From stem cells to new organs: Scientists cross threshold in regenerative medicine

Feb 26, 2009

By now, most people have read stories about how to "grow your own organs" using stem cells is just a breakthrough away. Despite the hype, this breakthrough has been elusive. A new report published in the March 2009 issue of The FASEB Journal brings bioengineered organs a step closer, as scientists from Stanford and New York University Langone Medical Center describe how they were able to use a "scaffolding" material extracted from the groin area of mice on which stem cells from blood, fat, and bone marrow grew. This advance clears two major hurdles to bioengineered replacement organs, namely a matrix on which stem cells can form a 3-dimensional organ and transplant rejection.

"The ability to provide stem cells with a scaffold to grow and differentiate into mature cells could revolutionize the field of organ transplantation," said Geoffrey Gurtner, M.D., Associate Professor of Surgery at Stanford University and a senior researcher involved in the work.

To make this advance, Gurtner and colleagues first had to demonstrate that expendable pieces of tissue (called "free flaps") could be sustained in the laboratory. To do this, they harvested a piece of tissue containing blood vessels, fat, and skin from the groin area of rats and used a bioreactor to provide nutrients and oxygen to keep it alive. Then, they seeded the extracted tissue with stem cells before it was implanted back into the animal.

Once the tissue was back in the mice, the stem cells continued to grow on their own and the implant was not rejected. This suggests that if the stem cells had been coaxed into becoming an organ, the organ would have "taken hold" in the animal's body. In addition to engineering the stem cells to form a specific organ around the extracted tissue, they also could be engineered to express specific proteins which allows for even greater potential uses of this technology.

"Myth has its lures, but so does modern science. The notion of using one tissue as the scaffold for another is as old as the Birth of Venus to the Book of Genesis," said Gerald Weissmann, M.D., Editor-in-Chief of The FASEB Journal. "Eve may or may not have been formed from Adam's rib, but these experiments show exactly how stem cell techniques can be used to turn one's own tissue into newly-formed, architecturally-sound organs."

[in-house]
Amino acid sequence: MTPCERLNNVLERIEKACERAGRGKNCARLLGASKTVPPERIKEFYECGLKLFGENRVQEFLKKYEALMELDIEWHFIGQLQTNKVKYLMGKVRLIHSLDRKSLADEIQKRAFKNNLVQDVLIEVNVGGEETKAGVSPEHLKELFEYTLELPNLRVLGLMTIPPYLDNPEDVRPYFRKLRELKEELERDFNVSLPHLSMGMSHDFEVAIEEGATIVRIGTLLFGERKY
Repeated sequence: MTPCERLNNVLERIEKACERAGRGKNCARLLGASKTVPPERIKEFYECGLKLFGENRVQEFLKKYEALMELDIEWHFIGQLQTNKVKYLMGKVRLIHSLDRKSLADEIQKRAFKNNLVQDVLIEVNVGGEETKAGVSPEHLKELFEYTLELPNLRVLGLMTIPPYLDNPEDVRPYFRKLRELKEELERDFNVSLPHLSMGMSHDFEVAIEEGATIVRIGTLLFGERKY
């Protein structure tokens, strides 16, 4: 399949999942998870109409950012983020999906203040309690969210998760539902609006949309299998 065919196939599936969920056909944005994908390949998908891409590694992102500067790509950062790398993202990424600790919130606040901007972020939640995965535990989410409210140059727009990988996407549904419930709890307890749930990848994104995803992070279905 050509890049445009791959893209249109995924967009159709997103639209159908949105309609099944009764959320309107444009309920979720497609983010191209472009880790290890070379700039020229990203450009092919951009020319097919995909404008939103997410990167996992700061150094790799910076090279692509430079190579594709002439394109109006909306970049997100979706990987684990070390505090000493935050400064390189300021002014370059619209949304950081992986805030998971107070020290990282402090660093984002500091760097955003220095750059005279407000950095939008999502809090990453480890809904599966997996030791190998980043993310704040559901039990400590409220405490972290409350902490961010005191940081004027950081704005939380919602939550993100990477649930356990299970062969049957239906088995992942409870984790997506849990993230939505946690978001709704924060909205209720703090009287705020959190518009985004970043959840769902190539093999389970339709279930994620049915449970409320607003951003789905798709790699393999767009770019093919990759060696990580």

More information: Edward I. Chang, Robert G. Bonillas, Samyra El-ftesi, Eric I. Chang, Daniel J. Ceradini, Ivan N. Vial, Denise A. Chan, Joseph Michaels, V, and Geoffrey C. Gurtner. Tissue engineering using autologous microcirculatory beds as vascularized bioscaffolds. FASEB J. 2009 23: 906-915. www.fasebj.org/cgi/content/abstract/23/3/906

Source: Federation of American Societies for Experimental Biology

Explore further: New class of insecticides offers safer, more targeted mosquito control

Related Stories

Stem cells make similar decisions to humans

21 hours ago

Scientists at the University of Copenhagen have captured thousands of progenitor cells of the pancreas on video as they made decisions to divide and expand the organ or to specialize into the endocrine cells that regulate ...

Recommended for you

Scientists discover new 'transformer frog' in Ecuador

5 hours ago

It doesn't turn into Prince Charming, but a new species of frog discovered in Ecuador has earned the nickname "transformer frog" for its ability to change its skin from spiny to smooth in five minutes.

Longer DNA fragments reveal rare species diversity

6 hours ago

A challenge in metagenomics is that the more commonly used sequencing machines generate data in short lengths, while short-read assemblers may not be able to distinguish among multiple occurrences of the ...

Scientists say polar bears won't thrive on land food

6 hours ago

A group of researchers say polar bears forced off melting sea ice will not find enough food to replace their current diet of fat-laden marine mammals such as seals, a conclusion that contradicts studies indicating ...

The vital question: Why is life the way it is?

7 hours ago

The Vital Question: Why is life the way it is? is a new book by Nick Lane that is due out on April 23rd. His question is not one for a static answer but rather one for a series of ever sharper explanations—explanations that a ...

User comments : 0

Please sign in to add a comment. Registration is free, and takes less than a minute. Read more

Click here to reset your password.
Sign in to get notified via email when new comments are made.